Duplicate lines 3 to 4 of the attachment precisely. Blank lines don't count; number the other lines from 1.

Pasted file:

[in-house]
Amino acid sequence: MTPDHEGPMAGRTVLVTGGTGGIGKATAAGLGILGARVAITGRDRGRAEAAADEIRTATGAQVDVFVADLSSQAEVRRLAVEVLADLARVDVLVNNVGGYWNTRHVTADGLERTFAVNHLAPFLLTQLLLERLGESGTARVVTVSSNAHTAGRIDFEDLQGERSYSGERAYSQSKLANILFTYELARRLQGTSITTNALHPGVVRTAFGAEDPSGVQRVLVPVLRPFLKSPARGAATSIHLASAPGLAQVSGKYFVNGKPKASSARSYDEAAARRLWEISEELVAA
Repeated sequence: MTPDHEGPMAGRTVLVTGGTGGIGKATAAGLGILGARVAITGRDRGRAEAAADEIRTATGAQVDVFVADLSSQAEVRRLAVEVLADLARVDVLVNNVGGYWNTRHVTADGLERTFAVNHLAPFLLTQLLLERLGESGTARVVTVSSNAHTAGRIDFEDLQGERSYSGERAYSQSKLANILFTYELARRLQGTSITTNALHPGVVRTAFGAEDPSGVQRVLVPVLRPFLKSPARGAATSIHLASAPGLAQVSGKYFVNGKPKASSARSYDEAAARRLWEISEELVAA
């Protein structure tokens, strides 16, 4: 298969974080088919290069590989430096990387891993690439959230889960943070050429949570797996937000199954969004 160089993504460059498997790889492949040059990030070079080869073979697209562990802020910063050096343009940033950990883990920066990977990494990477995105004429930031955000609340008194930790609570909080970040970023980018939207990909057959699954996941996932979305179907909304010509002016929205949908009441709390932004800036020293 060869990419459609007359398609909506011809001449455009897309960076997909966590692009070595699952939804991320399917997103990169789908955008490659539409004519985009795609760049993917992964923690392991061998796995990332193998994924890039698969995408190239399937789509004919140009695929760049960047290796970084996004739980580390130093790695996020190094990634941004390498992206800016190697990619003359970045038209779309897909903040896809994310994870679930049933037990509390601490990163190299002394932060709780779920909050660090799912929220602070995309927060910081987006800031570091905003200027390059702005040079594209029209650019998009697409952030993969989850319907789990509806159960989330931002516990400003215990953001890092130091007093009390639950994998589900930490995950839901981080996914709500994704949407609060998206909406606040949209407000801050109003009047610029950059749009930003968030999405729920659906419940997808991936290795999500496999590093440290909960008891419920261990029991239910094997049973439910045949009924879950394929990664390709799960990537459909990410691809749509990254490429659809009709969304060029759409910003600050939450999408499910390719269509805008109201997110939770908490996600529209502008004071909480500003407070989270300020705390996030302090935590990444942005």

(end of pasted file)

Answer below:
Repeated sequence: MTPDHEGPMAGRTVLVTGGTGGIGKATAAGLGILGARVAITGRDRGRAEAAADEIRTATGAQVDVFVADLSSQAEVRRLAVEVLADLARVDVLVNNVGGYWNTRHVTADGLERTFAVNHLAPFLLTQLLLERLGESGTARVVTVSSNAHTAGRIDFEDLQGERSYSGERAYSQSKLANILFTYELARRLQGTSITTNALHPGVVRTAFGAEDPSGVQRVLVPVLRPFLKSPARGAATSIHLASAPGLAQVSGKYFVNGKPKASSARSYDEAAARRLWEISEELVAA
């Protein structure tokens, strides 16, 4: 298969974080088919290069590989430096990387891993690439959230889960943070050429949570797996937000199954969004 160089993504460059498997790889492949040059990030070079080869073979697209562990802020910063050096343009940033950990883990920066990977990494990477995105004429930031955000609340008194930790609570909080970040970023980018939207990909057959699954996941996932979305179907909304010509002016929205949908009441709390932004800036020293 060869990419459609007359398609909506011809001449455009897309960076997909966590692009070595699952939804991320399917997103990169789908955008490659539409004519985009795609760049993917992964923690392991061998796995990332193998994924890039698969995408190239399937789509004919140009695929760049960047290796970084996004739980580390130093790695996020190094990634941004390498992206800016190697990619003359970045038209779309897909903040896809994310994870679930049933037990509390601490990163190299002394932060709780779920909050660090799912929220602070995309927060910081987006800031570091905003200027390059702005040079594209029209650019998009697409952030993969989850319907789990509806159960989330931002516990400003215990953001890092130091007093009390639950994998589900930490995950839901981080996914709500994704949407609060998206909406606040949209407000801050109003009047610029950059749009930003968030999405729920659906419940997808991936290795999500496999590093440290909960008891419920261990029991239910094997049973439910045949009924879950394929990664390709799960990537459909990410691809749509990254490429659809009709969304060029759409910003600050939450999408499910390719269509805008109201997110939770908490996600529209502008004071909480500003407070989270300020705390996030302090935590990444942005």